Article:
The wireless carrier confirmed the breach Friday, just days after it reportedly went down. As reported by Motherboard, the hackers briefly gained access to personal information on about 3 percent (2 million) of T-Mobile’s customers. The company reassured the public that passwords, credit card numbers, and social security numbers were not compromised in the breach; however, the hackers did gain access to some billing information, such as names, email addresses, and account numbers.
Per T-Mobile’s website:
Our cyber-security team discovered and shut down an unauthorized access to certain information, including yours, and we promptly reported it to authorities. None of your financial data (including credit card information) or social security numbers were involved, and no passwords were compromised. However, you should know that some of your personal information may have been exposed, which may have included one or more of the following: name, billing zip code, phone number, email address, account number and account type (prepaid or postpaid).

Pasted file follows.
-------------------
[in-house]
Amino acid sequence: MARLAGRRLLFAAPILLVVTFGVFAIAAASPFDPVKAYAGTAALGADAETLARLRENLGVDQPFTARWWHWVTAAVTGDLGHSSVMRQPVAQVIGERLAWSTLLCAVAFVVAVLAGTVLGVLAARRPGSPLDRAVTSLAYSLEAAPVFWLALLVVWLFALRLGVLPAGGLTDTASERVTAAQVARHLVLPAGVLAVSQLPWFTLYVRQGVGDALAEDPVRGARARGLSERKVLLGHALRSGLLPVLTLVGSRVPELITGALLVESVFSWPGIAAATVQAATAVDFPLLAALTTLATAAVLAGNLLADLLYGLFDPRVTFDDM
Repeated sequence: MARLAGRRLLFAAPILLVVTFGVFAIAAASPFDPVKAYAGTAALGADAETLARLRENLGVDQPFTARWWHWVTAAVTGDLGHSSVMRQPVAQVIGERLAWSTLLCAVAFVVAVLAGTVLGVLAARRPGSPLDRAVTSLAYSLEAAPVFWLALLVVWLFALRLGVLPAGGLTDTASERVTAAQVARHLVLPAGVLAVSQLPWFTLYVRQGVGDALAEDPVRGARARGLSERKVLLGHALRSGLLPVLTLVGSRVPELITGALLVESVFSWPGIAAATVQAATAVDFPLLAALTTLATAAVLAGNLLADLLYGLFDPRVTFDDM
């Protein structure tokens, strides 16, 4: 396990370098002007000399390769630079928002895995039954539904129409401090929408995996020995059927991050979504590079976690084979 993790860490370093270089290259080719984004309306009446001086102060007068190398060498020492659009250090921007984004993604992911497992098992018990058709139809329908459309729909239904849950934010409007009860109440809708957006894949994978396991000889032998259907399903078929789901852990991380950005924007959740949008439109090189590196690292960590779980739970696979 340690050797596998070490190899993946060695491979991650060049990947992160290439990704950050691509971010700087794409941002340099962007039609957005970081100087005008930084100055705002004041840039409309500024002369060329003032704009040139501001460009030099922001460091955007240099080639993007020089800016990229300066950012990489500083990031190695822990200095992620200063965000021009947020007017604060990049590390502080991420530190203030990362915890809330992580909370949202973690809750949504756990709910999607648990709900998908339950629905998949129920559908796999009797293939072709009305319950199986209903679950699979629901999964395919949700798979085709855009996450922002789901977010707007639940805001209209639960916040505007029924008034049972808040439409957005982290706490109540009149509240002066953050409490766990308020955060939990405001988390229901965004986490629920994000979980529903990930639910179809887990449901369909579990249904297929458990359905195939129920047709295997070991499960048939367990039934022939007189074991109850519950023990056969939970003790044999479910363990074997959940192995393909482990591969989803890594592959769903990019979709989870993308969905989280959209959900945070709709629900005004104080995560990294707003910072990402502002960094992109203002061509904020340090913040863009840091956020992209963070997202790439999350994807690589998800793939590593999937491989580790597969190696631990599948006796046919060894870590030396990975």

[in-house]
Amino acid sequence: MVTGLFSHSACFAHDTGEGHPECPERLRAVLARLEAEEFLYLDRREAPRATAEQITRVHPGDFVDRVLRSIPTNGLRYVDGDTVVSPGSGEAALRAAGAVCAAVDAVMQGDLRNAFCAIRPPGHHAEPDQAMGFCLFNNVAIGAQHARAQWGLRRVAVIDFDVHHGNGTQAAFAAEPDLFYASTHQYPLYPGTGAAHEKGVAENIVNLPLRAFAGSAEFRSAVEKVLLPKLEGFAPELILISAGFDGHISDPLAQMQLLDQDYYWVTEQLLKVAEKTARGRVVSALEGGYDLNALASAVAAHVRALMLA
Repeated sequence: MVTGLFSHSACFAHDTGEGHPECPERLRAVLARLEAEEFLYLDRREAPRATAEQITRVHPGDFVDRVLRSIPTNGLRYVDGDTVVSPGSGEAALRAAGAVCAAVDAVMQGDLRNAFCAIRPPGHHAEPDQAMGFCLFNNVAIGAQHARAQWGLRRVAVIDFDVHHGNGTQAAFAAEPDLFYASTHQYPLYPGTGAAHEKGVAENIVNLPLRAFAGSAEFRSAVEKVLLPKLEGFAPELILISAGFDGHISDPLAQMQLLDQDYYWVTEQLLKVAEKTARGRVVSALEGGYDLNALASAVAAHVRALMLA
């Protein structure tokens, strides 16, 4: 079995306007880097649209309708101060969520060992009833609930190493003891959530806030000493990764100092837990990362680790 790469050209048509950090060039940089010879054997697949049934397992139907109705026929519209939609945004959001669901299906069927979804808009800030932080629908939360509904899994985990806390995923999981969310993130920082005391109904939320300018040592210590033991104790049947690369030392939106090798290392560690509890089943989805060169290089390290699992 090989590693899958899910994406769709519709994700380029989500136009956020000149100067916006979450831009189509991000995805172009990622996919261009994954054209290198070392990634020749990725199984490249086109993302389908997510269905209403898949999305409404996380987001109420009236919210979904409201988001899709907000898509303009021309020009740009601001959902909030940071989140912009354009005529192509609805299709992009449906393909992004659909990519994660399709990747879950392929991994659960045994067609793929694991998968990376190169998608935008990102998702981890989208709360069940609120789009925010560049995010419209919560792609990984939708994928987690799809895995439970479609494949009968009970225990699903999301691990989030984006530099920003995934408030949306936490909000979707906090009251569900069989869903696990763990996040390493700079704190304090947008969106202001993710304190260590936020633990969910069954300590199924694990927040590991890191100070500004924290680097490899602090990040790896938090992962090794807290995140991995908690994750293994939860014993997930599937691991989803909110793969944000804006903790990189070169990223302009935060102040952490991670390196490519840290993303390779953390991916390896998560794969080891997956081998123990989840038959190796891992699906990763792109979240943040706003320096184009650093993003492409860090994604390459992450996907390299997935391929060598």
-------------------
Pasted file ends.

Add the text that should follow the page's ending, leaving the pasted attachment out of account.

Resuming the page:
A spokesperson for T-Mobile couldn’t provide many details about the cyber attack, but confirmed “an international group” carried it out. The spokesperson also said its cyber security team detected the intrusion shortly after it occurred: “We found it quickly and shut it down very fast.”
On Friday morning, T-Mobile began notifying affected customers via text message. If you’re a customer who did not receive a notification, it’s safe to assume your data was not compromised.